Transfer Deadline Day: How club medics are set for a late shift tonight
With each prospective signing needing at least a five-hour examination, clubs' physios and local hospitals expect to be busy
Friday 31 January 2014
If you enjoy the drama that only transfer deadline day can provide, spare a thought for Alex Manos. Having seen previous manager Ian Holloway sign 16 new players in the last window, including three on the final day, the Crystal Palace physiotherapist is not expecting to make it home for his dinner this evening as current incumbent Tony Pulis desperately tries to add to his squad.
Luckily for Manos, help is close at hand. With all signings required to pass a number of strict medical tests before their transfers can be ratified by the Premier League, Palace have established a close relationship with Alliance Medical to use their facilities at BMI The Sloane Hospital – less than five minutes' drive from the club's training ground in Beckenham, Kent – at a moment's notice.
"You are waiting to be given the go-ahead on certain players and sometimes it can be a last-hour thing," Manos explains.
"When time is tight, you could do a medical before the deal has been confirmed so everything is in place, but usually the clubs agree everything first and the medical is the last stage. When the players go home [from training], we'll stay here and wait to see if we're needed.
"I'm only local so it's no problem for me to stay on a bit later and Alliance will already have some slots in place for us to have scans. That can be crucial because we can end up going down there at any time of the day. We'll be here until midnight because it's our busiest time of the year."
Blood tests are now a mandatory part of all medicals but that is only the start of a process that usually takes at least five hours to complete. Working with club doctor Bill Jasper, Manos must first undertake thorough checks on a player's history of injuries before sending them to The Sloane for detailed MRI scans on those crucial parts of a footballers' anatomy – feet, ankles and knees.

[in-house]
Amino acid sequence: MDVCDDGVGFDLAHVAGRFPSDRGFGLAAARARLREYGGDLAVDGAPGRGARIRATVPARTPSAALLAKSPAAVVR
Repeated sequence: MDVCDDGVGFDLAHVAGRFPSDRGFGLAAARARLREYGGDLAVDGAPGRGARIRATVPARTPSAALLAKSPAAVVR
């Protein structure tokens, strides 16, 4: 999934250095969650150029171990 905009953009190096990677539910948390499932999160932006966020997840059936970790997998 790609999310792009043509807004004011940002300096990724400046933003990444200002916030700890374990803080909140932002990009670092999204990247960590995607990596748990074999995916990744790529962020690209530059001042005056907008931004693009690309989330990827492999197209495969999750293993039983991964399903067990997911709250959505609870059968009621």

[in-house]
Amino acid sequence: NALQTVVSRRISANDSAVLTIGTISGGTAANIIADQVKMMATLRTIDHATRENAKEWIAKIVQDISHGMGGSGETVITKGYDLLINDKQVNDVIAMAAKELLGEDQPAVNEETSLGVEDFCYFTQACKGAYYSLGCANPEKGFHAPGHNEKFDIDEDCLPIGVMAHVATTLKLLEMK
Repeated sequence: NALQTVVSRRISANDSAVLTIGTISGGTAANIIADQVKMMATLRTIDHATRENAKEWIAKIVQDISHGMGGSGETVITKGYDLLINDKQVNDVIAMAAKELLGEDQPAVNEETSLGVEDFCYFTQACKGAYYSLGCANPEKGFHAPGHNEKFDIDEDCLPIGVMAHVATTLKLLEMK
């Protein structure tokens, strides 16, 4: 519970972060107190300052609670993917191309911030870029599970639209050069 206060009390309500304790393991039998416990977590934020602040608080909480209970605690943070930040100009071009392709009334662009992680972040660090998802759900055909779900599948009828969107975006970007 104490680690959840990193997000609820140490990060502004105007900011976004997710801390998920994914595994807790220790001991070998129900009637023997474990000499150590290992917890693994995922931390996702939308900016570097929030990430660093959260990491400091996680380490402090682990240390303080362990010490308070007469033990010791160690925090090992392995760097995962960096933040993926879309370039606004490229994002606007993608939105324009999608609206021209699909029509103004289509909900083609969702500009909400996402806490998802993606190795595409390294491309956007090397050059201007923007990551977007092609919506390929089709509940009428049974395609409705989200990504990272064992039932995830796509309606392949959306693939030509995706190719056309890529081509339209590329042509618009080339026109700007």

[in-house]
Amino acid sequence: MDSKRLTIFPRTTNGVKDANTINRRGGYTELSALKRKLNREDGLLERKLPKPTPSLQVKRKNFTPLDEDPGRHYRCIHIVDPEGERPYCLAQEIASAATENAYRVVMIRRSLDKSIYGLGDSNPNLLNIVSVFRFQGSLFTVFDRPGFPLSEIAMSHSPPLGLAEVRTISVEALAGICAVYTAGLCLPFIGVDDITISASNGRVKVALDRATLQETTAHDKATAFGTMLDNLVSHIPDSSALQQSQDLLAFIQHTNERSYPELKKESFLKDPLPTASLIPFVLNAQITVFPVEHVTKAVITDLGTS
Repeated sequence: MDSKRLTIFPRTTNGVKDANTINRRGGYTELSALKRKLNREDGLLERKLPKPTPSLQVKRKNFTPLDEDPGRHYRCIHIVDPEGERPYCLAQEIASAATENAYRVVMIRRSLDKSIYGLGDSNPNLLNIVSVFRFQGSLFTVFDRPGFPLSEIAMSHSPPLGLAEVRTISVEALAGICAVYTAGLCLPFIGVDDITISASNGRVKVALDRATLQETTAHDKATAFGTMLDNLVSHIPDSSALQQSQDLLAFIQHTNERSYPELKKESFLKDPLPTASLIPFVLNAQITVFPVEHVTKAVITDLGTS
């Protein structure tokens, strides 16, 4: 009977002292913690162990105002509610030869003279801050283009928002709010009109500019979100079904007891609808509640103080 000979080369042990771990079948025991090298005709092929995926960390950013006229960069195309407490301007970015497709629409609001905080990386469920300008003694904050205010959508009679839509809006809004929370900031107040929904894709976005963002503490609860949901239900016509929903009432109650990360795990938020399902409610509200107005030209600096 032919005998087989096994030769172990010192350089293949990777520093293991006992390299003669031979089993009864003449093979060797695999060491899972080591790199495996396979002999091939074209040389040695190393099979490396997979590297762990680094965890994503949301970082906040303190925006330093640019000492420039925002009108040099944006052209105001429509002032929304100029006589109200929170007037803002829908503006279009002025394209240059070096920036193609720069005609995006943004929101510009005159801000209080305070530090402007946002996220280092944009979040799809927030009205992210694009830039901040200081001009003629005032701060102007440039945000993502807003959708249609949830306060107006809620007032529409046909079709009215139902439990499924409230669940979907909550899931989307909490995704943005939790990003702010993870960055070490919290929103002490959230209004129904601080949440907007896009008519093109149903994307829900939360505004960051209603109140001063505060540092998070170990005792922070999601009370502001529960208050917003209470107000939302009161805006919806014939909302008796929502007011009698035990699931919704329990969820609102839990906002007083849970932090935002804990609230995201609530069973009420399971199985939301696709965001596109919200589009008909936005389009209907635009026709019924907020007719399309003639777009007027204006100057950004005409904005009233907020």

The results are then emailed to a radiographer in central London, who will report back with their findings within two hours. "It's normally at that point where we have to make a decision whether they need any further examination," says Manos. "It's not that common but if a player has a history of injuries in a certain area then we may have already set up a meeting with an external doctor or specialist.
"Once all the results have been analysed, it's about presenting the case to the manager and the coachng staff and sometimes to the board as well to see if there's anything that needs to be taken further. It's about weighing up whether to take a calculated risk or not but there's rarely massive surprises."
Back in August, a frantic final day saw Palace line up several potential transfers that ended up not being completed. Manos refuses to confirm the Arsenal striker Nicklas Bendtner was one of those but, with discretion of paramount importance, Alliance's imaging department manager Lesley Harmes admits there is no time to be starstruck.
"They're just other patients to us and deserve the same care as the old lady down from the road," she says. "The nice thing is they are young so they don't need any help getting down off the table like some of our usual patients."
Palace's South London rivals Millwall also share the same facility so it could be very busy this evening given their new manager is Holloway with his penchant for signing players. Yet with clubs eager not to reveal their hands for fear of being gazumped, Manos admits he is often left in the dark until the very last minute. "It's exciting to see what happens like any other fan but it's our job so you try not to get too caught up with the media attention," he says. "We do watch Sky Sports News in the office and follow what is happening but for us it's just about doing what needs to be done."
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